A research analysis by Copp et al pointed out that since the expanded criteria for PCOS diagnosis from the Rotterdam consensus, the estimated number of diagnoses in women of reproduction age increased from 4-6.6% to 21%. [91, 92]

The Androgen Excess and PCOS Society (AE-PCOS) published a position statement in 2006 [10] and its criteria in 2009 [11] emphasizing that, in the society’s opinion, PCOS should be considered a disorder of androgen excess, as defined by the following:

  • Clinical/biochemical evidence of hyperandrogenism
  • Evidence of ovarian dysfunction (oligo-ovulation and/or polycystic ovaries)
  • Exclusion of related disorders

The Society of Obstetricians and Gynaecologists of Canada (SOGC) indicated that a diagnosis of polycystic ovarian syndrome (PCOS) is made in the presence of at least 2 of the following 3 criteria, when congenital adrenal hyperplasia, androgen-secreting tumors, or Cushing syndrome have been excluded [2] :

  • Oligo-ovulation or anovulation
  • Clinical/biochemical evidence of hyperandrogenism
  • Polycystic ovaries on ultrasonograms (>12 small antral follicles in an ovary)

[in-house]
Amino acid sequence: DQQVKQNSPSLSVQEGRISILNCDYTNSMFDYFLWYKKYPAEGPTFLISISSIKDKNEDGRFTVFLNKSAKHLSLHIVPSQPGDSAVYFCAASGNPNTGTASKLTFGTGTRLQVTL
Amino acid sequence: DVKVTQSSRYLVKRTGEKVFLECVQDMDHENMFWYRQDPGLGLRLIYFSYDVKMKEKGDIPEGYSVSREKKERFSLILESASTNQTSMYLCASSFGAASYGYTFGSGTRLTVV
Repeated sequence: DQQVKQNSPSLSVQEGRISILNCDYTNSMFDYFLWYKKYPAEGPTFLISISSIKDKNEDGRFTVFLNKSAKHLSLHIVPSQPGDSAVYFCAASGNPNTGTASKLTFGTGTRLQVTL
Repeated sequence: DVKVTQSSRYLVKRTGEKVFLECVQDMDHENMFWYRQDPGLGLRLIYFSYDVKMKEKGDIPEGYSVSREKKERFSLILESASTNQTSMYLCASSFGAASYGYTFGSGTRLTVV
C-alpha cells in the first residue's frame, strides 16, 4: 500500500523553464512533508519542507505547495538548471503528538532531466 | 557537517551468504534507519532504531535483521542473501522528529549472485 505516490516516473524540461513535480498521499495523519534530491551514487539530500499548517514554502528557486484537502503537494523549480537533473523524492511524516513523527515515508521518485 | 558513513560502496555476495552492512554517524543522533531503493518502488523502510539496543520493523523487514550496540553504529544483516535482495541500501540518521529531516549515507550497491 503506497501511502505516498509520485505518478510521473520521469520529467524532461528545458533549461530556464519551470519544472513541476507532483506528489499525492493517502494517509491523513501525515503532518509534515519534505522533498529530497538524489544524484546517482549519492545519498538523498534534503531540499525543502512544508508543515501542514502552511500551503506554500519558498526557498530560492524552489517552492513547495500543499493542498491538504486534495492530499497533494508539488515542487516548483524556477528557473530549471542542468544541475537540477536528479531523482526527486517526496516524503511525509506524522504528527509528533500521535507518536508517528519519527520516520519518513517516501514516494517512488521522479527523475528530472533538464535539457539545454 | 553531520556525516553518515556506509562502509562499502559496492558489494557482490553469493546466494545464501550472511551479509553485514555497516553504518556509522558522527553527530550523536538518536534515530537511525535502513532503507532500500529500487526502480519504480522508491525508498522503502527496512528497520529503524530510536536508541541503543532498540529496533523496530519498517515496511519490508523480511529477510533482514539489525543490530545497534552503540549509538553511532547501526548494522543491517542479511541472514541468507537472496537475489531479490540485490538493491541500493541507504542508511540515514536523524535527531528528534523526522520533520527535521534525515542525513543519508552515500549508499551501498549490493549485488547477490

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Etiology

Women with polycystic ovarian syndrome (PCOS) have abnormalities in the metabolism of androgens and estrogen and in the control of androgen production. High serum concentrations of androgenic hormones, such as testosterone, androstenedione, and dehydroepiandrosterone sulfate (DHEA-S), may be encountered in these patients. However, individual variation is considerable, and a particular patient might have normal androgen levels.

PCOS is also associated with peripheral insulin resistance and hyperinsulinemia, and obesity amplifies the degree of both abnormalities. Insulin resistance in PCOS can be secondary to a postbinding defect in insulin receptor signaling pathways, and elevated insulin levels may have gonadotropin-augmenting effects on ovarian function. Hyperinsulinemia may also result in suppression of hepatic generation of sex hormone–binding globulin (SHBG), which in turn may increase androgenicity. [12]

In addition, insulin resistance in PCOS has been associated with adiponectin, a hormone secreted by adipocytes that regulates lipid metabolism and glucose levels. Lean and obese women with PCOS have lower adiponectin levels than do women without PCOS. [13]